Check out all of the posts for our Brat Pack Theme Week here.
By any regular standards, even the 1980s, ‘Mannequin’ is a TERRIBLE movie. It never should have been green lit, let alone hit wide release. It’s often lumped in with other Brat Pack pics, thanks to the presence of Andrew McCarthy and James Spader, but it really should be categorized separately, as a romcom gone wrong. Showroom dummies that come to life after hours should be the stuff of horror movies, or episodes of ‘Doctor Who,’ not fluffy fantasies starring a nearly naked Kim Cattrall. John Hughes wouldn’t have touched this material with a ten-foot pole.
Holy fuck this movie. I started watching it like OH YEAH MY CHILDHOOD MOLLY RINGWALD ADOLESCENCE IS SO HARD and after two scenes, I put that shit on pause like, WHEN DID SOMEONE WRITE ALL THESE RACIST HOMOPHOBIC SEXIST ABLEIST RAPEY PARTS THAT WEREN’T HERE BEFORE I WOULD’VE REMEMBERED THEM.
Nostalgia is a sneaky bitch.
A Brain, an Athlete, a Basket Case, a Princess, and a Criminal: How ‘The Breakfast Club’ Archetypes Set Standards for High School in Brat Pack Cinema and Beyond
While today’s entertainment sources a lot of inspiration from Brat Pack Cinema, especially the high school-coming-of-age era of Brat Pack Cinema, we have to be very aware that we do not fall into the trap of embracing multifaceted male characters and yet only providing a Princess/Oddball dynamic with female characters. Not all of us fall into The Brain, The Athlete, The Basket Case, The Princess, and The Criminal, and while we can look to Brat Pack Cinema for inspiration to create new projects for our generation and generations to come, archetypes are suggestions, not the end-all be-all for characters in entertainment.
Although a few who had fallen under the brat pack sobriquet (like Demi Moore) continued in mainstream star-vehicles well into the 90s (and Rob Lowe, dismissed as another pretty face in the ’80s, was able to sustain a TV career into the present), most had faded from the public view by then, including Ally Sheedy (after starring in 1987′s ‘Maid to Order,’ her own ‘Weekend At Bernie’s') –though earlier in her career she, of the whole “Pack,” received some of the best reviews for her work. Sheedy went on to reinvent herself–and make good on her earlier promise–in a series of meaty roles in independent films in the late 90s: the most well known one (for which she won several awards) was Lucy Berliner in writer-director Lisa Cholodenko’s 1998 feature debut ‘High Art.’
Whatever the Brat Pack actors did with their fame in real life does not reflect the impact they ingrained on our culture. They helped put a face and a voice to teen struggles. These talented young actors gave teenagers an identity and platform for their problems that will stand the test of time. We will always thank the Brat Pack for that.
Jennifer M. Kroot’s documentary ‘To Be Takei’ centers around the life, career, and activism of George Takei, the much beloved ‘Star Trek’ original series veteran helmsman Sulu. The real meat of Takei’s story, though, is his youthful imprisonment in a Japanese American internment camp during World War II and his coming out as a gay man, followed by his gay rights activism.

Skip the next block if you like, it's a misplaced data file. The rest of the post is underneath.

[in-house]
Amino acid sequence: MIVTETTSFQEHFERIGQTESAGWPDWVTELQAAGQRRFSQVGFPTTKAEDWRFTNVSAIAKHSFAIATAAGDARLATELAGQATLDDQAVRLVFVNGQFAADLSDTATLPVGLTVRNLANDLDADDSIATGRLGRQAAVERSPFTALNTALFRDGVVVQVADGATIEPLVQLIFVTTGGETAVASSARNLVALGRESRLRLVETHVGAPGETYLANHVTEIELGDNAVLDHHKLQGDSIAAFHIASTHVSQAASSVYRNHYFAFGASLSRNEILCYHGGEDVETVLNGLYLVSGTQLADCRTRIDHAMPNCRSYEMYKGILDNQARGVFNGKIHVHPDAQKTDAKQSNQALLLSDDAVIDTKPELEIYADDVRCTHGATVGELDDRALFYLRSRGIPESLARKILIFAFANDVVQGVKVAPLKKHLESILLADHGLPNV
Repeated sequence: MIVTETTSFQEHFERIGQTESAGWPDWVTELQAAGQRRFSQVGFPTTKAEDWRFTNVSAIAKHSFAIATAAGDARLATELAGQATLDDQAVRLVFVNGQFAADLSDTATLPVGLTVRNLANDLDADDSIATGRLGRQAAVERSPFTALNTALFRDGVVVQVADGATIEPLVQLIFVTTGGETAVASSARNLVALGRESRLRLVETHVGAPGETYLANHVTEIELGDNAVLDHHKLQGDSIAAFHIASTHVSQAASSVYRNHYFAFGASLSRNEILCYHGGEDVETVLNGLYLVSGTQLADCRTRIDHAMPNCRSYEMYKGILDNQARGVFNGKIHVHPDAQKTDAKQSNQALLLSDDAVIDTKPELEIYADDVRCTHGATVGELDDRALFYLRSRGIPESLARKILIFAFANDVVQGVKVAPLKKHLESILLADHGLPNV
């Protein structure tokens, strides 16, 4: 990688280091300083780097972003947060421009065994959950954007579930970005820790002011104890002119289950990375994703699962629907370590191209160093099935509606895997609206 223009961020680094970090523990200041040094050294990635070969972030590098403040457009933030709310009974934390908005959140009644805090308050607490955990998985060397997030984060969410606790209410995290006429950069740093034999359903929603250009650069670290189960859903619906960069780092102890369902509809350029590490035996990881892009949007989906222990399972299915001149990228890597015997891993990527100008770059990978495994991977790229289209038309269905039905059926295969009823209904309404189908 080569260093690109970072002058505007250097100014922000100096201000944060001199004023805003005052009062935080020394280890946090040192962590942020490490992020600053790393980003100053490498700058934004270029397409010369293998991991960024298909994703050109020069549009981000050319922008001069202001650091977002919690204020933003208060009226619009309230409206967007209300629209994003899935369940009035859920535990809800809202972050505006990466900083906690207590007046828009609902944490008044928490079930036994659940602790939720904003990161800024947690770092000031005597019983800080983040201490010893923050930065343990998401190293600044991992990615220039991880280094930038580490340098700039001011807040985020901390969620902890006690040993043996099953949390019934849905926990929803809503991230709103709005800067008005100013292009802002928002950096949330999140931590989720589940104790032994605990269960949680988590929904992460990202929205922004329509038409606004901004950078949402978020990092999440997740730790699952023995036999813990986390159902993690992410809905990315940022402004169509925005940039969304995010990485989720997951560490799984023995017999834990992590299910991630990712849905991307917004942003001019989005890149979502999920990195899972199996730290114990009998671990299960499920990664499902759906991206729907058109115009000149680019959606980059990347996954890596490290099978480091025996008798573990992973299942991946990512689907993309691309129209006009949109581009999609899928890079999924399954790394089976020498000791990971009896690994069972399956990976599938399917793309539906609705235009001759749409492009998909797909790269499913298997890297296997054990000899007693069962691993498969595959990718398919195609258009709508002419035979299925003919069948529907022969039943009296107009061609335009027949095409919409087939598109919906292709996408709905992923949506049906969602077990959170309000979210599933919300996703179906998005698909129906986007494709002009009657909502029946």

Check out what we’ve been reading this week–and let us know what you’ve been reading/writing in the comments!
Like many of us, I’m a child of divorce, and I saw firsthand the lasting effects of infidelity and separation. For years, I’ve turned on ‘Reba’ because I find it comforting; everything from the stills of the cluttered kitchen to Reba’s adorable southern twang make me feel very tranquil as I clean or type on my laptop. I detect similarities to my own experiences, such as living in close proximity to a parent’s ex or a father who seems to abandon his former life for a newer, shinier one. ‘Reba’ normalizes these experiences and reminds viewers that every family has its issues.
If you’ve seen an ad or trailer for ‘The One I Love,’ you probably still don’t know much about it. After watching a trailer you’d think it’s a movie about a couple going in and out of doors. All of film’s advertising hinted at, but never revealed the Charlie Kaufman-esque twist at the heart of its story, telling intrigued audiences only that an amazing twist existed and that critics agreed that it would spoil the film to reveal it. Which is pretty odd, because the twist in question takes place only 20 minutes in. Right off the bat I should probably tell you I’m going to spoil this movie, mostly because I want to talk about it.
As the writer, my voice defines each character. Just as male writers paint masculine (or, worse, stereotypical) versions of the female characters they create, my characters each have a decidedly feminine spin. These are not gun-toting, one-dimensional he-men, but rather strong, masculine, flawed characters with quirks and cracks in their armor. They have no need for the mask of locker-room grandstanding. And a woman is telling their story. Unlike other dark comedies/psychological thrillers, this is a character-based story told from a female perspective.
This post is inspired by Alison Nastasi’s “50 Essential Feminist Films,” an excellent survey of films that is a kind of resource guide for those of us interested in exploring feminist film history. Though not exhaustive, Nastasi’s list is an exciting place to extend the conversation about the ways that feminist questions and concerns have been depicted in films in and outside of Hollywood in the past several decades. What’s more, this list is also a site for discovering films I didn’t even know to look for.